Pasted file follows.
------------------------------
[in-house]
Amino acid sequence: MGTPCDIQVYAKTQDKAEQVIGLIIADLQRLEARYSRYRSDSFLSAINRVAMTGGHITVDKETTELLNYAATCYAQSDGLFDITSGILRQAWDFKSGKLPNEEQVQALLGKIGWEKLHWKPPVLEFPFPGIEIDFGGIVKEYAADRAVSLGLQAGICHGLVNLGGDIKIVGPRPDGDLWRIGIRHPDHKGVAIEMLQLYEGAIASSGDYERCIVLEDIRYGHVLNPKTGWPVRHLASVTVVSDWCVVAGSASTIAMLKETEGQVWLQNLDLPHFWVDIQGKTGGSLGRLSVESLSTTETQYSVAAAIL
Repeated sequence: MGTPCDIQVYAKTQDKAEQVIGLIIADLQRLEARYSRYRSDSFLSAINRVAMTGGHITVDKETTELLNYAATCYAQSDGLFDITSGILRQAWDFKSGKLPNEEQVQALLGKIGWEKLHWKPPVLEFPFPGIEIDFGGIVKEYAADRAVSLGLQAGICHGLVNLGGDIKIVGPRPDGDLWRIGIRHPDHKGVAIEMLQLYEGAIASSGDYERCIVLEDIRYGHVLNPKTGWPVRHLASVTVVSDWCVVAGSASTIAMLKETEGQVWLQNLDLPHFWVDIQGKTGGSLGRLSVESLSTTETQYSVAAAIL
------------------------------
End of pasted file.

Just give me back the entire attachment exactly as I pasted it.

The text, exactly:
[in-house]
Amino acid sequence: MGTPCDIQVYAKTQDKAEQVIGLIIADLQRLEARYSRYRSDSFLSAINRVAMTGGHITVDKETTELLNYAATCYAQSDGLFDITSGILRQAWDFKSGKLPNEEQVQALLGKIGWEKLHWKPPVLEFPFPGIEIDFGGIVKEYAADRAVSLGLQAGICHGLVNLGGDIKIVGPRPDGDLWRIGIRHPDHKGVAIEMLQLYEGAIASSGDYERCIVLEDIRYGHVLNPKTGWPVRHLASVTVVSDWCVVAGSASTIAMLKETEGQVWLQNLDLPHFWVDIQGKTGGSLGRLSVESLSTTETQYSVAAAIL
Repeated sequence: MGTPCDIQVYAKTQDKAEQVIGLIIADLQRLEARYSRYRSDSFLSAINRVAMTGGHITVDKETTELLNYAATCYAQSDGLFDITSGILRQAWDFKSGKLPNEEQVQALLGKIGWEKLHWKPPVLEFPFPGIEIDFGGIVKEYAADRAVSLGLQAGICHGLVNLGGDIKIVGPRPDGDLWRIGIRHPDHKGVAIEMLQLYEGAIASSGDYERCIVLEDIRYGHVLNPKTGWPVRHLASVTVVSDWCVVAGSASTIAMLKETEGQVWLQNLDLPHFWVDIQGKTGGSLGRLSVESLSTTETQYSVAAAIL